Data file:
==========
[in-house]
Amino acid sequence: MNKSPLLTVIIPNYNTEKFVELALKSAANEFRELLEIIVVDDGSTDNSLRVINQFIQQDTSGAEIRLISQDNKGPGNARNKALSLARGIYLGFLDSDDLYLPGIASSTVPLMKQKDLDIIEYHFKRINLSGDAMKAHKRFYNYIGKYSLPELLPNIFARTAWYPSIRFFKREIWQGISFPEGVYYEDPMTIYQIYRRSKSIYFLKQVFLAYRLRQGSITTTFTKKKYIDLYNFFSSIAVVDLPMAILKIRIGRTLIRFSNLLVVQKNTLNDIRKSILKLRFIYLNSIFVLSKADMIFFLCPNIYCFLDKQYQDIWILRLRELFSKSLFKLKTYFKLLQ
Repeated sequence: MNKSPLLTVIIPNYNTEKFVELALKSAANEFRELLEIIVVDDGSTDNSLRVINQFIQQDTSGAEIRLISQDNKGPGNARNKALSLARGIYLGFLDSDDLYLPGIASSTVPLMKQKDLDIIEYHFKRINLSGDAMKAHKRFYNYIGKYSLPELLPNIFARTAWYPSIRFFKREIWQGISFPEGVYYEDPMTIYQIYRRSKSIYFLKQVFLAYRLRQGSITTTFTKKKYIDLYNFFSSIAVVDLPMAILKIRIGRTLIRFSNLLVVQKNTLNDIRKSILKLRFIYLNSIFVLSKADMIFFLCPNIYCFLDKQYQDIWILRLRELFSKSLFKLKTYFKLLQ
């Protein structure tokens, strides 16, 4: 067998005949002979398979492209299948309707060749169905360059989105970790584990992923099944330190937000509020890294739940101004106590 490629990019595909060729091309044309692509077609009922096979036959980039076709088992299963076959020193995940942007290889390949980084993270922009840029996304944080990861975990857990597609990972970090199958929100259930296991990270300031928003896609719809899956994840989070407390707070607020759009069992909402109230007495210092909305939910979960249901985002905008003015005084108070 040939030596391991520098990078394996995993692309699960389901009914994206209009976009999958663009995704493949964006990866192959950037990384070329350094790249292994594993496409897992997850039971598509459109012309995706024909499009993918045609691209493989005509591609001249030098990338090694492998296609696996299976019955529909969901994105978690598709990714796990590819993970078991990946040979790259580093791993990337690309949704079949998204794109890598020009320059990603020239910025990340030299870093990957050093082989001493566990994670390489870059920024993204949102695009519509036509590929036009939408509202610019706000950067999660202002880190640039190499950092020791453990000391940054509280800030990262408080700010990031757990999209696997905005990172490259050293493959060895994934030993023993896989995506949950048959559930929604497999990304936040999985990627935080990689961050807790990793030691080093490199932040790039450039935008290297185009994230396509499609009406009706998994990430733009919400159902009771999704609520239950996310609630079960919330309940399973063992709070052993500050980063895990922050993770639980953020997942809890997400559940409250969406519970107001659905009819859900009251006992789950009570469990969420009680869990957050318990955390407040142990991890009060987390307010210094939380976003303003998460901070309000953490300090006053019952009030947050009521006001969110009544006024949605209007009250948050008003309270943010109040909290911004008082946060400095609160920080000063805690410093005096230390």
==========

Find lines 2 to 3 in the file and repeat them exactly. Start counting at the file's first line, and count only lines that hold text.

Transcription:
Amino acid sequence: MNKSPLLTVIIPNYNTEKFVELALKSAANEFRELLEIIVVDDGSTDNSLRVINQFIQQDTSGAEIRLISQDNKGPGNARNKALSLARGIYLGFLDSDDLYLPGIASSTVPLMKQKDLDIIEYHFKRINLSGDAMKAHKRFYNYIGKYSLPELLPNIFARTAWYPSIRFFKREIWQGISFPEGVYYEDPMTIYQIYRRSKSIYFLKQVFLAYRLRQGSITTTFTKKKYIDLYNFFSSIAVVDLPMAILKIRIGRTLIRFSNLLVVQKNTLNDIRKSILKLRFIYLNSIFVLSKADMIFFLCPNIYCFLDKQYQDIWILRLRELFSKSLFKLKTYFKLLQ
Repeated sequence: MNKSPLLTVIIPNYNTEKFVELALKSAANEFRELLEIIVVDDGSTDNSLRVINQFIQQDTSGAEIRLISQDNKGPGNARNKALSLARGIYLGFLDSDDLYLPGIASSTVPLMKQKDLDIIEYHFKRINLSGDAMKAHKRFYNYIGKYSLPELLPNIFARTAWYPSIRFFKREIWQGISFPEGVYYEDPMTIYQIYRRSKSIYFLKQVFLAYRLRQGSITTTFTKKKYIDLYNFFSSIAVVDLPMAILKIRIGRTLIRFSNLLVVQKNTLNDIRKSILKLRFIYLNSIFVLSKADMIFFLCPNIYCFLDKQYQDIWILRLRELFSKSLFKLKTYFKLLQ